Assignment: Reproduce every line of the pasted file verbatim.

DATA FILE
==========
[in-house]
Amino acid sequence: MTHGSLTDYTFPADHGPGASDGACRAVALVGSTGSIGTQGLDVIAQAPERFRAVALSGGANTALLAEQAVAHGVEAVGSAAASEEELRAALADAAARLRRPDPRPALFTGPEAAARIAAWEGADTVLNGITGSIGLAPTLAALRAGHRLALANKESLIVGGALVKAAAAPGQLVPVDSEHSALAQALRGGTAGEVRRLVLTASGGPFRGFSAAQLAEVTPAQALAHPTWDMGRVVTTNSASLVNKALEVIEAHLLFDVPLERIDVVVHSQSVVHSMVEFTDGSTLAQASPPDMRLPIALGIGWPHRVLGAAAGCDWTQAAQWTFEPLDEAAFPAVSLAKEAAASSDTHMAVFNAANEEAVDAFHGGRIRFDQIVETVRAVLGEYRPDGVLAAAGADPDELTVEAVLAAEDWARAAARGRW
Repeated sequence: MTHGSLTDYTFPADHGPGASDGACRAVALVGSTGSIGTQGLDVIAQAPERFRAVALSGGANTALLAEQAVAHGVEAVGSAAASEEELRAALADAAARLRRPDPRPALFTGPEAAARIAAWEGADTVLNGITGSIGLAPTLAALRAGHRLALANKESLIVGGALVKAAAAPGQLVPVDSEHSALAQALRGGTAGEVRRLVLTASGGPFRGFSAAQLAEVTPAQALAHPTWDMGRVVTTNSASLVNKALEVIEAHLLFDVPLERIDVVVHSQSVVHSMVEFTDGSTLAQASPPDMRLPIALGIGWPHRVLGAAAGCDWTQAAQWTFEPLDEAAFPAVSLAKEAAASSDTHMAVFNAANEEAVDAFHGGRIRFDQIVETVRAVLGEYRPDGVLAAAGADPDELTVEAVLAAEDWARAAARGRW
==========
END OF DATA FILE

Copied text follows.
[in-house]
Amino acid sequence: MTHGSLTDYTFPADHGPGASDGACRAVALVGSTGSIGTQGLDVIAQAPERFRAVALSGGANTALLAEQAVAHGVEAVGSAAASEEELRAALADAAARLRRPDPRPALFTGPEAAARIAAWEGADTVLNGITGSIGLAPTLAALRAGHRLALANKESLIVGGALVKAAAAPGQLVPVDSEHSALAQALRGGTAGEVRRLVLTASGGPFRGFSAAQLAEVTPAQALAHPTWDMGRVVTTNSASLVNKALEVIEAHLLFDVPLERIDVVVHSQSVVHSMVEFTDGSTLAQASPPDMRLPIALGIGWPHRVLGAAAGCDWTQAAQWTFEPLDEAAFPAVSLAKEAAASSDTHMAVFNAANEEAVDAFHGGRIRFDQIVETVRAVLGEYRPDGVLAAAGADPDELTVEAVLAAEDWARAAARGRW
Repeated sequence: MTHGSLTDYTFPADHGPGASDGACRAVALVGSTGSIGTQGLDVIAQAPERFRAVALSGGANTALLAEQAVAHGVEAVGSAAASEEELRAALADAAARLRRPDPRPALFTGPEAAARIAAWEGADTVLNGITGSIGLAPTLAALRAGHRLALANKESLIVGGALVKAAAAPGQLVPVDSEHSALAQALRGGTAGEVRRLVLTASGGPFRGFSAAQLAEVTPAQALAHPTWDMGRVVTTNSASLVNKALEVIEAHLLFDVPLERIDVVVHSQSVVHSMVEFTDGSTLAQASPPDMRLPIALGIGWPHRVLGAAAGCDWTQAAQWTFEPLDEAAFPAVSLAKEAAASSDTHMAVFNAANEEAVDAFHGGRIRFDQIVETVRAVLGEYRPDGVLAAAGADPDELTVEAVLAAEDWARAAARGRW